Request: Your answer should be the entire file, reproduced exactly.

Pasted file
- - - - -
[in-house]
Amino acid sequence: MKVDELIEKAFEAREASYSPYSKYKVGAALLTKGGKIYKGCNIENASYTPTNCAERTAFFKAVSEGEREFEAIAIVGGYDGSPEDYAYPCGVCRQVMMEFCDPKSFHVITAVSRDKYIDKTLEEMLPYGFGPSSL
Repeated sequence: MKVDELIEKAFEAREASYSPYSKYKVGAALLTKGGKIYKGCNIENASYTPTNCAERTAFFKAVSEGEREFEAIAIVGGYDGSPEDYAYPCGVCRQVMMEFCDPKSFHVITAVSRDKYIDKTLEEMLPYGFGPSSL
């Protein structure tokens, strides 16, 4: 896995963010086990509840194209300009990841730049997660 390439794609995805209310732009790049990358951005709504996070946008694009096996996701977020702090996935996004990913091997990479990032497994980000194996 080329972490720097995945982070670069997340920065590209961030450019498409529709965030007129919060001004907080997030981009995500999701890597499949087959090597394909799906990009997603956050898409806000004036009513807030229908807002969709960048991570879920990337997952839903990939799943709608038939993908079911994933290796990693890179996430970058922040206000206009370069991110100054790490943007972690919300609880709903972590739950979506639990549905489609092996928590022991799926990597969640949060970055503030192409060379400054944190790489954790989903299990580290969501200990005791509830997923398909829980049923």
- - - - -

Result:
[in-house]
Amino acid sequence: MKVDELIEKAFEAREASYSPYSKYKVGAALLTKGGKIYKGCNIENASYTPTNCAERTAFFKAVSEGEREFEAIAIVGGYDGSPEDYAYPCGVCRQVMMEFCDPKSFHVITAVSRDKYIDKTLEEMLPYGFGPSSL
Repeated sequence: MKVDELIEKAFEAREASYSPYSKYKVGAALLTKGGKIYKGCNIENASYTPTNCAERTAFFKAVSEGEREFEAIAIVGGYDGSPEDYAYPCGVCRQVMMEFCDPKSFHVITAVSRDKYIDKTLEEMLPYGFGPSSL
């Protein structure tokens, strides 16, 4: 896995963010086990509840194209300009990841730049997660 390439794609995805209310732009790049990358951005709504996070946008694009096996996701977020702090996935996004990913091997990479990032497994980000194996 080329972490720097995945982070670069997340920065590209961030450019498409529709965030007129919060001004907080997030981009995500999701890597499949087959090597394909799906990009997603956050898409806000004036009513807030229908807002969709960048991570879920990337997952839903990939799943709608038939993908079911994933290796990693890179996430970058922040206000206009370069991110100054790490943007972690919300609880709903972590739950979506639990549905489609092996928590022991799926990597969640949060970055503030192409060379400054944190790489954790989903299990580290969501200990005791509830997923398909829980049923």